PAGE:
*Column updated after Thursday’s news conference by the AHSAA.
The importance we place on football in the Deep South has always been potentially dangerous.
Concussive hits to the head can cause brain damage, for example, but for many years players were taught to lead with their helmets in the name of toughness and physicality.
Players are encouraged to fight through injuries, and have surgery at the end of the season. Smelling salts were once commonly used to clear the fog after hard tackles. Paul Bryant earned fame with the brutality of a training camp so legendary and severe that it set a standard for devotion to suffering. The seriousness of this “game” we call football is ingrained in us like the tenets of a deep faith.
That reverence for football is how illogical decisions end up being made like the one handed down by the central board of the Alabama High School Athletic Association. They say football can be played during a pandemic even if disease experts have determined school to be a public health risk. Is that decision madness, or just a reflection of what we value most as a society?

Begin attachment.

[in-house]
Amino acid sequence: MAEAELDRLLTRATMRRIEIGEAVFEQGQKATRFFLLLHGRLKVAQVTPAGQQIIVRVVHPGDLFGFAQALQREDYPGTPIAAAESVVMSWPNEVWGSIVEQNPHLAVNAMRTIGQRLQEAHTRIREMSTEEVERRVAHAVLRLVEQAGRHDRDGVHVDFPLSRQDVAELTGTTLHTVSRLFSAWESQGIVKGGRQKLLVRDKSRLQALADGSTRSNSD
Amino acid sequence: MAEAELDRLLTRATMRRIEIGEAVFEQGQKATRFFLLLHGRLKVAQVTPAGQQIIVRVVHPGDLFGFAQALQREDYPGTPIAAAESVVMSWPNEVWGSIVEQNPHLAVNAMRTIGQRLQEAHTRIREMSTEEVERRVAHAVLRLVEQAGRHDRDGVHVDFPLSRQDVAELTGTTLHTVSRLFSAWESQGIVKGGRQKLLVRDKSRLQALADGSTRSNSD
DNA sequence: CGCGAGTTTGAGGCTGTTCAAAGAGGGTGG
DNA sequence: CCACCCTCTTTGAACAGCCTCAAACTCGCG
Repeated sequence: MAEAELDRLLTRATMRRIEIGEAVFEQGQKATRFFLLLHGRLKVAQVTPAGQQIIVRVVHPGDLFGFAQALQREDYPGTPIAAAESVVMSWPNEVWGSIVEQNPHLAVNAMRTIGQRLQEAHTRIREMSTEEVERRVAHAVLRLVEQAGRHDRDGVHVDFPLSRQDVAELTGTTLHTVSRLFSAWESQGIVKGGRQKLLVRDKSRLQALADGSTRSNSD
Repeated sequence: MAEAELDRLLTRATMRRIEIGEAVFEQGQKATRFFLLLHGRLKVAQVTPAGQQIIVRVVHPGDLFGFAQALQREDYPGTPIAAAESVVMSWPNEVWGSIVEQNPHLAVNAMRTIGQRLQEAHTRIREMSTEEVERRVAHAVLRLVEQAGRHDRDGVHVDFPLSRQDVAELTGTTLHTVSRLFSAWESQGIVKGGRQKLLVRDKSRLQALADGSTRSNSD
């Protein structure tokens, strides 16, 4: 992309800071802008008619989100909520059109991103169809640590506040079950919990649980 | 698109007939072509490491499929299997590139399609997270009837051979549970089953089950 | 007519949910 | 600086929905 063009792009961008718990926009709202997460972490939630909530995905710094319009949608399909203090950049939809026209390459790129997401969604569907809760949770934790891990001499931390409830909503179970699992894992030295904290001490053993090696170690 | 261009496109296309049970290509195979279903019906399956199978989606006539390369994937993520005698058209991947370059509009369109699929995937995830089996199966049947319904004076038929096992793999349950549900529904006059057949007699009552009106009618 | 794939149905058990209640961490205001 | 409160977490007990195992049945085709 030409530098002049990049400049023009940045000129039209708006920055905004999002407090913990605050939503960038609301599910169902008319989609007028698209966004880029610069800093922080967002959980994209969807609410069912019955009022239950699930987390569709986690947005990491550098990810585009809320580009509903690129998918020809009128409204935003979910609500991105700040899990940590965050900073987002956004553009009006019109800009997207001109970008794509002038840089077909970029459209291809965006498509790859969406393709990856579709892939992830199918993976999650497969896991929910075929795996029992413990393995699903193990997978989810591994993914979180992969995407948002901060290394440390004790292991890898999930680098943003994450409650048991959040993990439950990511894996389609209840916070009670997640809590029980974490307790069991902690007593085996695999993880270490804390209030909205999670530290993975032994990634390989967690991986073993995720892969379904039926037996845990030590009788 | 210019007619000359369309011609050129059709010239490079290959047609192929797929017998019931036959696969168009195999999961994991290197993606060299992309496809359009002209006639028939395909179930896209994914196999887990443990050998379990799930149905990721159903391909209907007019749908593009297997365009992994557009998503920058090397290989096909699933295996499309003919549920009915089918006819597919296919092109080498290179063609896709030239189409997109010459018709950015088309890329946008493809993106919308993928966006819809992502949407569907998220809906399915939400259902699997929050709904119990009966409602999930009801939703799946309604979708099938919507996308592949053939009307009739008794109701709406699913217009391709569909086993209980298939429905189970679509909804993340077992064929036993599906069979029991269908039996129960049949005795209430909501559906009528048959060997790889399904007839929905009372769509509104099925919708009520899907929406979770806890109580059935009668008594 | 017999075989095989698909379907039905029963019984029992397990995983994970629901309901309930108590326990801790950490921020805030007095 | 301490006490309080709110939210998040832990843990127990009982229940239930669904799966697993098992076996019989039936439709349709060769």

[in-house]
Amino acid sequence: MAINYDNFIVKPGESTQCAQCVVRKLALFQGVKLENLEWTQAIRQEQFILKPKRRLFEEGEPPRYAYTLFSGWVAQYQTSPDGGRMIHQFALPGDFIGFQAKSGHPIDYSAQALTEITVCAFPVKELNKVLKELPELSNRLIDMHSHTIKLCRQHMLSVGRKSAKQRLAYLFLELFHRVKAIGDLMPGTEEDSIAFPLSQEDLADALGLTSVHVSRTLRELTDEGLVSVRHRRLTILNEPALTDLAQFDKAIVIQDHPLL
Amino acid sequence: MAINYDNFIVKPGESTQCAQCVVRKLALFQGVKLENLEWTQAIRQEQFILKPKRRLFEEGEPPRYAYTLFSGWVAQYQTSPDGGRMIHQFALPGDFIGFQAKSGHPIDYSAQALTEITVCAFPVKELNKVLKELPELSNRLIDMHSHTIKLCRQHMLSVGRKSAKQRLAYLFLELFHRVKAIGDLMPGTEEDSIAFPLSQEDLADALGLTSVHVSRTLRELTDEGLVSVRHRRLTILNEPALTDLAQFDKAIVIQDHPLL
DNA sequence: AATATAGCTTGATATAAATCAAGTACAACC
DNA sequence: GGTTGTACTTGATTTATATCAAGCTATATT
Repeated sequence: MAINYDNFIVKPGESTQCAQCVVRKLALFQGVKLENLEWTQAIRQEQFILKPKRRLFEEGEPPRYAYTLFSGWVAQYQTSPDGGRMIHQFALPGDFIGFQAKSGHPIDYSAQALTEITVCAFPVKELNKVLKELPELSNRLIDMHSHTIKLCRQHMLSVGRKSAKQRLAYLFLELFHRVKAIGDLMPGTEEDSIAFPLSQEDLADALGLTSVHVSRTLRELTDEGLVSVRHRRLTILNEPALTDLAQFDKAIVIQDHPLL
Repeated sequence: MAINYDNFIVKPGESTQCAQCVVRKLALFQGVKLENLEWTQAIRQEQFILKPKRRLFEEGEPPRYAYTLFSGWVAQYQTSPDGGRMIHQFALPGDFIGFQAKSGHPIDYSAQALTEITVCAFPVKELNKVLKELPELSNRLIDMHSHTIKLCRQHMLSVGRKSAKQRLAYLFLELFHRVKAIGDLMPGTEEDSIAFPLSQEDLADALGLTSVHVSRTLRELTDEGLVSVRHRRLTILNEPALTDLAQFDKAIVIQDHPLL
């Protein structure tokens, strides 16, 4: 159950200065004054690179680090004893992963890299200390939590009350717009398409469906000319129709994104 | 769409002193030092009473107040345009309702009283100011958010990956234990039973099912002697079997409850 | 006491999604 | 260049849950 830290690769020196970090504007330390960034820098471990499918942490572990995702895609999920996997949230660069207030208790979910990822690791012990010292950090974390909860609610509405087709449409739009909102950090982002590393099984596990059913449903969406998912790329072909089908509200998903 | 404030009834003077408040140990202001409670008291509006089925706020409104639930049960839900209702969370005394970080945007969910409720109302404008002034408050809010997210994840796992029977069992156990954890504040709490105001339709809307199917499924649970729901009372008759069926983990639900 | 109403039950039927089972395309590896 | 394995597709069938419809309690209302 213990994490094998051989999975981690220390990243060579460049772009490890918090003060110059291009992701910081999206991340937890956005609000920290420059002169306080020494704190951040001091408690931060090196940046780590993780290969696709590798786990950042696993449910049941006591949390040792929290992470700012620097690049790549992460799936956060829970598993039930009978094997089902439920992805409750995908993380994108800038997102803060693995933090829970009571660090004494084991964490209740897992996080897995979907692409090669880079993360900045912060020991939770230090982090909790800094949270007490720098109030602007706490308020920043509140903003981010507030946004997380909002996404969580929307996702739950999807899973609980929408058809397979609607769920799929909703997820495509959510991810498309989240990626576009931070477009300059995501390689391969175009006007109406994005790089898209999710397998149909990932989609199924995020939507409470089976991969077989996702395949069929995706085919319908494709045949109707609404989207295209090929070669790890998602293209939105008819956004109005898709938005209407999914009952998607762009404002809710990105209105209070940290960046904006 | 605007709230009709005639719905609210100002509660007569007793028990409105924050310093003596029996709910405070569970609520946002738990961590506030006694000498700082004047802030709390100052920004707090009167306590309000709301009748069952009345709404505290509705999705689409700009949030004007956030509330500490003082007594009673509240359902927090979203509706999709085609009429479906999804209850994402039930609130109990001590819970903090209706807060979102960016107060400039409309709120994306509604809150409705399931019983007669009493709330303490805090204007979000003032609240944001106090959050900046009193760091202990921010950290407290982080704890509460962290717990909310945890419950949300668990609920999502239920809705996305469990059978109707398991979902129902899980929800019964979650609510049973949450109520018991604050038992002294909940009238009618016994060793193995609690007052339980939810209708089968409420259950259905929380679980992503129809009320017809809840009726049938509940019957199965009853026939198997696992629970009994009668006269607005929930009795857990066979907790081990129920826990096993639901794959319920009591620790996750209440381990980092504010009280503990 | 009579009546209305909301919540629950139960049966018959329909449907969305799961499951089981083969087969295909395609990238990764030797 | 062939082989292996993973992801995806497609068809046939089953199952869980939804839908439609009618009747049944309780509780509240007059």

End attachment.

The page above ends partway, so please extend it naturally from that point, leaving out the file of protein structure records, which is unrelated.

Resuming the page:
The board and AHSAA director Steve Savarese are supposed to be serving in the name of public trust. Well, maybe they are.
With that perspective in mind, who really can be shocked by Wednesday’s news that football practice can begin next week even while entire school districts cannot meet together for in-person learning for many more months? Ironically, the AHSAA’s decision to sanction football and other extracurricular activities was made during a meeting with everyone wearing masks and socially distanced.
Certainly, football coaches can figure out other ways to engage young people for the next few months while we try and beat back this pandemic with social distancing, masks and clean hands.
We don’t need high school football to function as a society during a pandemic. It is not essential. School is essential, and we’re having a hard enough time with that at the moment.
Football and other high school sports and after-school activities can wait until, you know, the kids are actually allowed to safely return to their classrooms.
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